Shaun, the owner of ‘Boozy Gully’ is an ex-sheep sheerer. The shelves of his shed are filled with the cups and trophies he has won. Like many of the other sheds featured in this article the walls are decorated with signs and placards advertising beer.
His shed has a beer fridge, a television, a number of bar stools and two huge oil drums used as bar tables. It gives you the feeling of being in a bar whilst still being surrounded by the usual tools and equipment you would expect to find in a normal shed. Inside Shaun’s house there are walls waiting to be repaired but the shed is his refuge. On the fridge is a sign proclaiming – ‘Everyone should believe in something. I believe I’ll have another beer.’
The machismo is pervasive. A colleague of Shaun’s has a sign saying ‘No Sheilas allowed.’ The only female allowed into the shed is actually called Sheila, but she’s the owner’s dog.
Paul, is the local wool buyer and his shed is literally festooned with pictures of scantily clad women. One of the popular meeting places for the men in the town this shed is often full on a Friday night when they catch up for a few beers after a hard week at work. Paul’s other great passion is motorbikes and his shed houses a number of bikes some complete and some needing restoration.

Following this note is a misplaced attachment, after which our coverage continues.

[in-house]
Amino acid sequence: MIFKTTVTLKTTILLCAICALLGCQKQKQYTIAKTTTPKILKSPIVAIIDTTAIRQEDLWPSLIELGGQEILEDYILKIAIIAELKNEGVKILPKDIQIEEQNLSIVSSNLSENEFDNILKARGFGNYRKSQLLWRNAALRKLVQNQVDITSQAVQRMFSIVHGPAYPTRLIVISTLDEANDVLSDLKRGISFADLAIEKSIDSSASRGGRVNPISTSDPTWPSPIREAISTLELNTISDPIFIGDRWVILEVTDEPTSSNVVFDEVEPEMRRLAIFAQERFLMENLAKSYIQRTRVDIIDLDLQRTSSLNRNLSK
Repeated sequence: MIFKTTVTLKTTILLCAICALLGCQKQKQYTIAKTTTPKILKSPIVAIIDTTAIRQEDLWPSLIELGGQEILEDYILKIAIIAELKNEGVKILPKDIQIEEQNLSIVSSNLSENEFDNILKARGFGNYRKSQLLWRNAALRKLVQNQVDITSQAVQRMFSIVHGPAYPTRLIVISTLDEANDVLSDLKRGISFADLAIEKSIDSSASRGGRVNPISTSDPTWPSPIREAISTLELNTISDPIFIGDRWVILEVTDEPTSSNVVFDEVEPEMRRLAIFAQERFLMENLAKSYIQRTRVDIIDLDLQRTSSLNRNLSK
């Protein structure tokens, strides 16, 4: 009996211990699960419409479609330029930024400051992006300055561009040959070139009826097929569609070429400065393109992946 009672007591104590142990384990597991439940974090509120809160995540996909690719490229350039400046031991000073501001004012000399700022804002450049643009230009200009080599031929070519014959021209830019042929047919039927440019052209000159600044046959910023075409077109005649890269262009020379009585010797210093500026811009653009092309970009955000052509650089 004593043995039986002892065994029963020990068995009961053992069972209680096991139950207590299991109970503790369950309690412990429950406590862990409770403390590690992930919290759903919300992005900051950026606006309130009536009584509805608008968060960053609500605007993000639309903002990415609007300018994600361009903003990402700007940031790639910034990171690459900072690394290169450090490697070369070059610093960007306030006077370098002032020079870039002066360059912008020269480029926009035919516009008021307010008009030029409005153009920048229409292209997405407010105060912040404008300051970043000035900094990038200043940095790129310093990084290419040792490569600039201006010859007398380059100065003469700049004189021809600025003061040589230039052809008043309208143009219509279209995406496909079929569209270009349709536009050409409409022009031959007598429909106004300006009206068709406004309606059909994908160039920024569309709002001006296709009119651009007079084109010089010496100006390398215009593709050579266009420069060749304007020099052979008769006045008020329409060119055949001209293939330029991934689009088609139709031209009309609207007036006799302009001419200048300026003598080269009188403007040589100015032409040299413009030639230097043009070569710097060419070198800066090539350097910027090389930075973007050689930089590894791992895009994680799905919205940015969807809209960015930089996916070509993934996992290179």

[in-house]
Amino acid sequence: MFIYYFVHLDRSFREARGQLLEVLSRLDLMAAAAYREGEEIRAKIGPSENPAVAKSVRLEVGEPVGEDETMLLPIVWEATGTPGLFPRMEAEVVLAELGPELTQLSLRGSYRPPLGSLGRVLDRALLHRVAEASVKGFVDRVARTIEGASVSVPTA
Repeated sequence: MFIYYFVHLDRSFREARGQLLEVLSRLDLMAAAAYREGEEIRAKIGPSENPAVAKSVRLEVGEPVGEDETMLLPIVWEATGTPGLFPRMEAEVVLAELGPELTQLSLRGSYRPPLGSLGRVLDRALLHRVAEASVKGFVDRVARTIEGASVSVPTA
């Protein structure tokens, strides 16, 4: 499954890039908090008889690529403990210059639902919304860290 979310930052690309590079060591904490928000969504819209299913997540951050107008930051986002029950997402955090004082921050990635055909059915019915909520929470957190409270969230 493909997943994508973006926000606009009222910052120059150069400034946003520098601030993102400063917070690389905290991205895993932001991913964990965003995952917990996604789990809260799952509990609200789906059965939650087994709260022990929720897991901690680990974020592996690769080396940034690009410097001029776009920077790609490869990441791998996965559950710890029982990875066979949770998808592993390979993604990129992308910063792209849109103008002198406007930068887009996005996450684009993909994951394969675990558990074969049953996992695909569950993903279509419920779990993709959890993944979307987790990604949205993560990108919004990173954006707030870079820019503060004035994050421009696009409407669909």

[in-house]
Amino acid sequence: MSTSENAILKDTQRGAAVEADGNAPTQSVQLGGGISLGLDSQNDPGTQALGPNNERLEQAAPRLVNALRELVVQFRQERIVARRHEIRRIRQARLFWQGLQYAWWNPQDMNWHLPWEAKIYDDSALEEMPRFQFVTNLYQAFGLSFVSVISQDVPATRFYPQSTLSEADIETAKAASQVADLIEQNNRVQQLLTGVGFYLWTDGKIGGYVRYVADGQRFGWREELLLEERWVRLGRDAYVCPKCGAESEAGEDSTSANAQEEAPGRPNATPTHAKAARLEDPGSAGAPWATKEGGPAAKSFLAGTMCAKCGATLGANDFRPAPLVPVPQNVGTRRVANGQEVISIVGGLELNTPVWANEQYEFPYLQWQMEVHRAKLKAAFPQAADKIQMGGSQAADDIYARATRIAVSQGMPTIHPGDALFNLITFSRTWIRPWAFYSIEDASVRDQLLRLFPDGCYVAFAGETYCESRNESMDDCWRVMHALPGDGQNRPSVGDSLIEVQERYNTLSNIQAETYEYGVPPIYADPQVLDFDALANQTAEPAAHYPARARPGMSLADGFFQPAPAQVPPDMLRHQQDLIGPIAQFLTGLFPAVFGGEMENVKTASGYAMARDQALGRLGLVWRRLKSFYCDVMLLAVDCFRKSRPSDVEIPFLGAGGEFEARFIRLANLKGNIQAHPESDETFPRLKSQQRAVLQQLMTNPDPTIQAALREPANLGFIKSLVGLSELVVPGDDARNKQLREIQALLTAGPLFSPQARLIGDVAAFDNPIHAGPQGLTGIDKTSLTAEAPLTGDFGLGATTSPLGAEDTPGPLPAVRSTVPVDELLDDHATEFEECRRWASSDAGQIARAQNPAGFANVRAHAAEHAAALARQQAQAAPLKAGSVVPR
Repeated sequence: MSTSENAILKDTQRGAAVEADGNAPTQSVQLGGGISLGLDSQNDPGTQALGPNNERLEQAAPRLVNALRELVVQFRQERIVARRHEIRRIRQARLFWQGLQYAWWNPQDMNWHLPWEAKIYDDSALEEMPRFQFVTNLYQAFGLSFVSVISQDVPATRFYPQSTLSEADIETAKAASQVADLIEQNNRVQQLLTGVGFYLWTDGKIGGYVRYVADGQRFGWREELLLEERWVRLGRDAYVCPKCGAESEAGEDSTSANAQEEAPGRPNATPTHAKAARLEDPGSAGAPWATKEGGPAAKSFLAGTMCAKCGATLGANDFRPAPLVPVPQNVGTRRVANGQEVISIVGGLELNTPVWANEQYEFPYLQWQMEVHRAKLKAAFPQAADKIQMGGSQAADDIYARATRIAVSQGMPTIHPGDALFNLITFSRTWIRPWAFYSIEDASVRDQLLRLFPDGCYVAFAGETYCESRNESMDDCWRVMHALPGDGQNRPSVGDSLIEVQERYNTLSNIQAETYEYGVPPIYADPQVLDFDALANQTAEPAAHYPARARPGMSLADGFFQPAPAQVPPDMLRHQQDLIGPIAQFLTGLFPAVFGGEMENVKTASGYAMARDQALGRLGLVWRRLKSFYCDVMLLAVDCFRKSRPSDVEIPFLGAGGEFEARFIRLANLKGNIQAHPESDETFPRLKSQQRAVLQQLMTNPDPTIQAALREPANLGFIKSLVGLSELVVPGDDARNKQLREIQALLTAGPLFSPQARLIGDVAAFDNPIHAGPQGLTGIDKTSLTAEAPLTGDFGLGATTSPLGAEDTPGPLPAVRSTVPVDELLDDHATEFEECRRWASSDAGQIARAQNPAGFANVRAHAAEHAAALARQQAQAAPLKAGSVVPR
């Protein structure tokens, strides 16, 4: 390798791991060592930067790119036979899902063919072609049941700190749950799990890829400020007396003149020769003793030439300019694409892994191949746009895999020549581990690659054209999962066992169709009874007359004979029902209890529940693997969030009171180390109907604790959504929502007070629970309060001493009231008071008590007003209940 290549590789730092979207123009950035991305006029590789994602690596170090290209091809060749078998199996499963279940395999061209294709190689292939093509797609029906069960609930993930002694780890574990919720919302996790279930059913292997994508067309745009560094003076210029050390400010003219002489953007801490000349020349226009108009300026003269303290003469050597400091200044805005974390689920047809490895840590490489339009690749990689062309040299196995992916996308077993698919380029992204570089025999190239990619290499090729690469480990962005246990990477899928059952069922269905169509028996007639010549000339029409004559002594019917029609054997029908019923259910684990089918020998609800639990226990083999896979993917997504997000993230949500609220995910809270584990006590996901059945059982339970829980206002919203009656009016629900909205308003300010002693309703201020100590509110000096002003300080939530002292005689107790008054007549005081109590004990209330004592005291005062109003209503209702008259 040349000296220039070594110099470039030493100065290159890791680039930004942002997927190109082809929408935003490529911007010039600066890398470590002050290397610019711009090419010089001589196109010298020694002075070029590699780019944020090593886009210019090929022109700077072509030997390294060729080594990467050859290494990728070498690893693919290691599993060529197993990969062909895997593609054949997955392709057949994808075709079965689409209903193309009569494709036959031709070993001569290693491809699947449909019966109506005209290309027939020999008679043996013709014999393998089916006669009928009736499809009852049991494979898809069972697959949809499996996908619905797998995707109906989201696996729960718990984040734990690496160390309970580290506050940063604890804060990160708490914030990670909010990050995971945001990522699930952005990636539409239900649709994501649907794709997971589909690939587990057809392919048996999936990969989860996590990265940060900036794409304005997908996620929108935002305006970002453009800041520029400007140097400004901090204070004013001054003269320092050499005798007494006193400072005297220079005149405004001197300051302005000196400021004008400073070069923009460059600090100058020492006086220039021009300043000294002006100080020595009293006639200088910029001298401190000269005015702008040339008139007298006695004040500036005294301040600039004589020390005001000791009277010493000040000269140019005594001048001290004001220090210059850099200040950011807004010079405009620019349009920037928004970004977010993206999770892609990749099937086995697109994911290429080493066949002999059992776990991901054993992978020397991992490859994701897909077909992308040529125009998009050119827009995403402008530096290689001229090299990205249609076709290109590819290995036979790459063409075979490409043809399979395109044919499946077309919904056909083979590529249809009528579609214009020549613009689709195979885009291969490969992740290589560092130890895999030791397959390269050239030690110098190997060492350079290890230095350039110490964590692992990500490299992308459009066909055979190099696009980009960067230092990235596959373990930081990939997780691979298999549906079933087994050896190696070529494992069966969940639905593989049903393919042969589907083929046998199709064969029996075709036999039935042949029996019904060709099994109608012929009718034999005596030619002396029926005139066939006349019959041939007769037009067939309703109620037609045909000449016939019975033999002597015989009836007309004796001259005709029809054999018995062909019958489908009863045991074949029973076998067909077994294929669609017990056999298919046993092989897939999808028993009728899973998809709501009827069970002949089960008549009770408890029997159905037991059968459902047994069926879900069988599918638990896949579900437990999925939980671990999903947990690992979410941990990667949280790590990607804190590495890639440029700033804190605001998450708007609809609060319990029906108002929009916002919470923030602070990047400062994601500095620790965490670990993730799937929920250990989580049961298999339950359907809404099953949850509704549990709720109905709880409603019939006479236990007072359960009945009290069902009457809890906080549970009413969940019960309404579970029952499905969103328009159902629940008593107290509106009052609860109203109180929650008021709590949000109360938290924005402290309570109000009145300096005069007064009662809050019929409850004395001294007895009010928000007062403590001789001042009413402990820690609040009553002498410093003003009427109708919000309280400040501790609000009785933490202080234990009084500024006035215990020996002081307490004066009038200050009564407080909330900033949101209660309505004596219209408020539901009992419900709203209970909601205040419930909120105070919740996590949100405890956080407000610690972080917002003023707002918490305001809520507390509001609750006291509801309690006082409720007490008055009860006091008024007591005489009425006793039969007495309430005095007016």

Hanny, another resident in this small town is a big fan of ACDC and ‘muscle cars’ his shed again has that same feel of being in a bar. It has a V8 engine standing like a piece of modern sculpture in the entrance to this huge space.
Morry’s shed houses numerous cars and motorbikes in various stages of repair. This is his hobby and the thing that provides him with relaxation. At the end of a hard day at work he comes out to his shed and works on his many projects. Sometimes he may simply sit amongst them and do nothing but drink beer and catch up with his friends but this is his refuge. His shed!
I discovered that the ‘shed’ as a place of refuge for men is not limited to this small town in Victoria. This is common to every small town in country Australia and this led me further afield.